You may experience feelings about work that concern you. Like getting frustrated, temperamental, disgusted, angry and even afraid. If your feelings are managing you to the extent that you are not able to continue with your personal and work goals today, then perhaps you need to rethink whether you are reacting to change or acting with change. If you react to change too long, you can become negative, sad, depressed, and be a "corporate whiner" But if you are acting with change, you can be more accepting and though sometimes frustrated and even afraid, you still have the emotional energy to stay in control. Ask yourself, How am I feeling? Is this feeling helping me? What might I do that would help me feel differently? Then, take action. That makes the biggest difference.

Worrying doesn't change things, actions do!

Worrying is a kind of voodoo activity that humans engage in falsely thinking that worrying will change events in life. Actually, there is no connection between worrying and constructive outcomes in life. There is however, a connection between positive actions and positive outcomes. So when you find yourself worrying, Ask, Is this helping me? If it is keep worrying. My bet is that your answer will mostly be no. If so, then ask "What can I do that might move me a little closer to my goal ( what I want) than worrying? Then, haul off and do it! Stay busy at work and focused on your personal plans and goals.


In spite of the fact that you have been doing your job for a long time. You are not your job. You are more than that! We live in a society that defines us by what we do. Yet, who we are is far more important than what we do. It is important during these times of change that you pace yourself and that you take time for yourself. Make sure you are eating right, getting plenty of rest, (I know I sound like your Mother!) and intentionally increase your exercise regimen during these times. These behaviors are known to impact a healthy mind and body during the trauma of corporate change.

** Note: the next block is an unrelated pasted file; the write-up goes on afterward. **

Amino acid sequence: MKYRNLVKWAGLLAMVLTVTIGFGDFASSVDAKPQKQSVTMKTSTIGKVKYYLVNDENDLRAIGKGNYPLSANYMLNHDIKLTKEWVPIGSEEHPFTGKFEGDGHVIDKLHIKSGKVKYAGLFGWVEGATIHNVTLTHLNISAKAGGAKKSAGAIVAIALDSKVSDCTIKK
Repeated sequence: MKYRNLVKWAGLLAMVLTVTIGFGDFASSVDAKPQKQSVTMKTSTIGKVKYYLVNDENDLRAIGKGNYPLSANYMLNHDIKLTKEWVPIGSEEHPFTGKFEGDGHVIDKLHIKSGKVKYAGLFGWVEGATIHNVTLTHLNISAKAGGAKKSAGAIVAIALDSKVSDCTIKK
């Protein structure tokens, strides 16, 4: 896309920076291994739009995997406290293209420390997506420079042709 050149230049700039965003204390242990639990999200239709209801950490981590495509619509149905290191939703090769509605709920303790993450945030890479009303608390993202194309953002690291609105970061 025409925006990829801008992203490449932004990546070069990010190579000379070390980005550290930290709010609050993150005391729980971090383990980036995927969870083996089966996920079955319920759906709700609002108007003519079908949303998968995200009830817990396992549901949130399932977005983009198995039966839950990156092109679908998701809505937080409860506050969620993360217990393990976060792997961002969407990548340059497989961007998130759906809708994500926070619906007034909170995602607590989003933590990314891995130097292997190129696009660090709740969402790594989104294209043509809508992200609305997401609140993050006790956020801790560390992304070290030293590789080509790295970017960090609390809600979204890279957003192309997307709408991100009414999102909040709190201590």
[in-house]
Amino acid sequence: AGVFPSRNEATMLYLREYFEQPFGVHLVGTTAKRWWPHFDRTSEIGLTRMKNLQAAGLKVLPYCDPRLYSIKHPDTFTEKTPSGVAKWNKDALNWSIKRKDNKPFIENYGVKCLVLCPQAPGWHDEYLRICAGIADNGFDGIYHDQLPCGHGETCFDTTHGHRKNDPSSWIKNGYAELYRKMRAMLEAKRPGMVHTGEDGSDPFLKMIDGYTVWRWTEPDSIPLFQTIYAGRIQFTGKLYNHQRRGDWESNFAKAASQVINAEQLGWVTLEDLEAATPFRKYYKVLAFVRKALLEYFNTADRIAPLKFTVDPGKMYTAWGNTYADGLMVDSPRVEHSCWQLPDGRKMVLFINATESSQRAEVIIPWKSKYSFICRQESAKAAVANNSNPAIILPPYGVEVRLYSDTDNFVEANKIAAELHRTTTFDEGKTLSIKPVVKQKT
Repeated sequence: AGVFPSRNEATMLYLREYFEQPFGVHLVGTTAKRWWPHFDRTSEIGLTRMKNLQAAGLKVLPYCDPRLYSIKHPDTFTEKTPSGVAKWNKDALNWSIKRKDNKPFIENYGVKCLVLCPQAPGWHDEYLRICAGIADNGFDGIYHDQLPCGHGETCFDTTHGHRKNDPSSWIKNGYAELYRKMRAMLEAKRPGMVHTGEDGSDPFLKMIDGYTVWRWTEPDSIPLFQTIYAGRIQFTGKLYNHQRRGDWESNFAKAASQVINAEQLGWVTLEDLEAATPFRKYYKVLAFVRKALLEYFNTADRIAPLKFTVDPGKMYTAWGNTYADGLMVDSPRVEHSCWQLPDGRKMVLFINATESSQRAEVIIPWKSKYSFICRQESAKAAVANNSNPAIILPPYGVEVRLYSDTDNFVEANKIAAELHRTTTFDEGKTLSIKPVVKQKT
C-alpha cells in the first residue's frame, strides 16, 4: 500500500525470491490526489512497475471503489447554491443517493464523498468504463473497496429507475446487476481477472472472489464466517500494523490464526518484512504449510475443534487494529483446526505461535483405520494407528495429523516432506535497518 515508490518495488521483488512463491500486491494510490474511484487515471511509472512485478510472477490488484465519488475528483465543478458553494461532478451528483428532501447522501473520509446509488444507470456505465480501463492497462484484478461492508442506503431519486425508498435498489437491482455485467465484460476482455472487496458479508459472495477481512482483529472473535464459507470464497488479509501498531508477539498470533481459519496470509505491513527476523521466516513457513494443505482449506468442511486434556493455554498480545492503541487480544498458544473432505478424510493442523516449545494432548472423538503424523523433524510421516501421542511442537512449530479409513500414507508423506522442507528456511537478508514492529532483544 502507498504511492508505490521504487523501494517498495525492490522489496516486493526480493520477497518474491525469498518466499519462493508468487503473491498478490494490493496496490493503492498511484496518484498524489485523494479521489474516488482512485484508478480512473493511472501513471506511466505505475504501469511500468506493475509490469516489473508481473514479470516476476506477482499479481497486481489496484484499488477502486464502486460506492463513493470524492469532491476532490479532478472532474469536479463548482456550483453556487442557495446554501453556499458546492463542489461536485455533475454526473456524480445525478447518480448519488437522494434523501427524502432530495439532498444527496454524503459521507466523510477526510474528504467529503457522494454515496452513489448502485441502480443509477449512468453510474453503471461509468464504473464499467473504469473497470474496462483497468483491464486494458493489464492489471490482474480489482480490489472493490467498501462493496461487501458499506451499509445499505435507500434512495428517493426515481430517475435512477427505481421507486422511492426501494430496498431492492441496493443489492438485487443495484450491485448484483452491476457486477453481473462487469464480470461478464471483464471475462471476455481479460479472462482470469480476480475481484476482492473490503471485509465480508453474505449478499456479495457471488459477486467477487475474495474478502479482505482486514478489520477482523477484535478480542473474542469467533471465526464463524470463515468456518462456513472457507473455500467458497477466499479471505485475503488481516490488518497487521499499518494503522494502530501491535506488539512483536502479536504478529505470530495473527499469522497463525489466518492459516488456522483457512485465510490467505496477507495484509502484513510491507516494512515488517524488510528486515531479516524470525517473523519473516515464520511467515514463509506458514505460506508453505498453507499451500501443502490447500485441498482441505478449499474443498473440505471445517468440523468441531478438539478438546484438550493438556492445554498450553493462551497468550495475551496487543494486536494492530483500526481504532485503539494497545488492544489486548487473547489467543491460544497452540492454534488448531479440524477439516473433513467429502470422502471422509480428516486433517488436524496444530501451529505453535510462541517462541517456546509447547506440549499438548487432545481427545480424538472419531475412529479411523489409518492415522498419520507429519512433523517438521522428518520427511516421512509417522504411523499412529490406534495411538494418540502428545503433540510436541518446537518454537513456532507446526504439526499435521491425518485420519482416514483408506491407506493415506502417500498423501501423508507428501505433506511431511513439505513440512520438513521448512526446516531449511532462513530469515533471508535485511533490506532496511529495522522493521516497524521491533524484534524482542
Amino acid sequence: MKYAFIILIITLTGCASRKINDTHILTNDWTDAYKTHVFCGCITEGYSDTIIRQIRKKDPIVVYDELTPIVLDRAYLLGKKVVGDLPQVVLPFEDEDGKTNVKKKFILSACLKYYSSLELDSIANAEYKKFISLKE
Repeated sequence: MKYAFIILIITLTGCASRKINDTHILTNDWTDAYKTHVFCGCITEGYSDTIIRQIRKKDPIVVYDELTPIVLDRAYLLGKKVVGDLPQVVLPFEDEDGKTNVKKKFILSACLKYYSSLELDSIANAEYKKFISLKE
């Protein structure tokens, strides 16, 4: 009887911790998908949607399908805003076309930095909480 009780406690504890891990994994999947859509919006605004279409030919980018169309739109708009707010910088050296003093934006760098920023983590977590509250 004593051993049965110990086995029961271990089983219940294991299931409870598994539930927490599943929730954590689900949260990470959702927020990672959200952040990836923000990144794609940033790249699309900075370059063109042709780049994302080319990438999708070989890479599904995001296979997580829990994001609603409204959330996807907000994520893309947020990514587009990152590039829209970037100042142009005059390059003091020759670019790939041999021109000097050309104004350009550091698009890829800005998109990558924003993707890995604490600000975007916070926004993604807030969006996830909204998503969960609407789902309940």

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Litigation and Valuation
by Robert Holliman

The Practice of Business Valuation; much more than "rules of thumb."

The theory surrounding the value of an interest in a business depends entirely on the future benefits that will accrue to the owner of it. A business valuation then depends upon an estimate of the future benefits and the required rate of return at which those benefits are discounted back to the date of the valuation.

To put this in the most simplest of forms, a business valuator projects some category or categories; (such as cash flow, earnings or dividends) and then estimates the present value of those future earnings by discounting them based upon the time value of money and the risks associated with ownership. The direct implementation of this will be discussed in future issues of our newsletter.

While there is a generally accepted framework for business valuation; translating it into practice in an uncertain world poses one of the most complex challenges of financial theory and practice.

The reasonableness of the conclusion is contingent upon the valuators projections and variables used to estimate future economic benefits. Because of the complexities associated with this, business valuation experts have developed various approaches that use historical as well as projected data to arrive at a valuation that is supportable and defendable in the business and legal world.

Points to consider when using an Expert Witness

  1. Don't expect your expert to work in a vacuum and then appear in court with a perfect presentation. Preparation is the key.
  2. Don't expect to be able to ambush a well-prepared expert witness.
  3. Don't tie your expert up with tightly worded yes or no questions. Ask questions that allow the expert to explain a position.
  4. Don't expect to win your case on the cross-examination of the opposing expert. Win it with your expert.
  5. Don't just learn the basic principles or theory. Having just a little knowledge is dangerous.
  6. With your expert, prepare an outline of direct testimony and include only those technical terms necessary to ask questions.
  7. Retain the expert early; that usually results in a more efficient case, with less overall cost.
  8. Maintain constant communication with your expert. He or she needs to know about any financial aspect of your case.
  9. Use the deposition process to make the opposing expert tell everything he or she knows about the case.